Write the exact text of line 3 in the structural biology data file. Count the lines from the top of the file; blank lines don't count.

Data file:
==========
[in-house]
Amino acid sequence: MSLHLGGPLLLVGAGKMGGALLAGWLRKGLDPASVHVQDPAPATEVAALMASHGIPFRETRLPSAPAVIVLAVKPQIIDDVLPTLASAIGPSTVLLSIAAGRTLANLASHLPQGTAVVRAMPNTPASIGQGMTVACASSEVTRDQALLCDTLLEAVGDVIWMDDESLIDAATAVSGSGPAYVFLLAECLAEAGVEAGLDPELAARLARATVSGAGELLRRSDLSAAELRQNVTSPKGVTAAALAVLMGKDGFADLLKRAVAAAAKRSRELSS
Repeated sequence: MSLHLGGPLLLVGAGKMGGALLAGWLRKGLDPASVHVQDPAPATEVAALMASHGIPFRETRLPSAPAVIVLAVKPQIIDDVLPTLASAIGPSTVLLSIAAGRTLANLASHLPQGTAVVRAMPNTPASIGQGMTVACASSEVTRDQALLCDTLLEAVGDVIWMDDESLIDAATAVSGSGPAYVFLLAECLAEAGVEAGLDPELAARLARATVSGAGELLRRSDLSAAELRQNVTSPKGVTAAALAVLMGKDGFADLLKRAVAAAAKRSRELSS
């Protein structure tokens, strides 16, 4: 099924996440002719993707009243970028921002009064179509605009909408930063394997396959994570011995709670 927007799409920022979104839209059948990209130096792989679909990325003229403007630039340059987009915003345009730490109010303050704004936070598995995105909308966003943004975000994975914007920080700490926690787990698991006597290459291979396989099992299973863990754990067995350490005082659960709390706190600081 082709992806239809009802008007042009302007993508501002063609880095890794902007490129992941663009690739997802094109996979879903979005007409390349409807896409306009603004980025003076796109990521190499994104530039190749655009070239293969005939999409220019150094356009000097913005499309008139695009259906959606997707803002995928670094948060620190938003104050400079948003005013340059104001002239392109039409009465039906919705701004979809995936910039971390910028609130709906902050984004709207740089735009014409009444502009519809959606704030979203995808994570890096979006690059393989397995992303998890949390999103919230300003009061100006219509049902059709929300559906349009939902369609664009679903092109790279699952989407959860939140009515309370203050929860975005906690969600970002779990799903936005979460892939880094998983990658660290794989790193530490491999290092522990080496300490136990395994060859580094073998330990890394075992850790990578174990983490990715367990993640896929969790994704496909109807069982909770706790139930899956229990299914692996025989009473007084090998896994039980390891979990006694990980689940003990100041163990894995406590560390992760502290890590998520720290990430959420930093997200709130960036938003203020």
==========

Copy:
Repeated sequence: MSLHLGGPLLLVGAGKMGGALLAGWLRKGLDPASVHVQDPAPATEVAALMASHGIPFRETRLPSAPAVIVLAVKPQIIDDVLPTLASAIGPSTVLLSIAAGRTLANLASHLPQGTAVVRAMPNTPASIGQGMTVACASSEVTRDQALLCDTLLEAVGDVIWMDDESLIDAATAVSGSGPAYVFLLAECLAEAGVEAGLDPELAARLARATVSGAGELLRRSDLSAAELRQNVTSPKGVTAAALAVLMGKDGFADLLKRAVAAAAKRSRELSS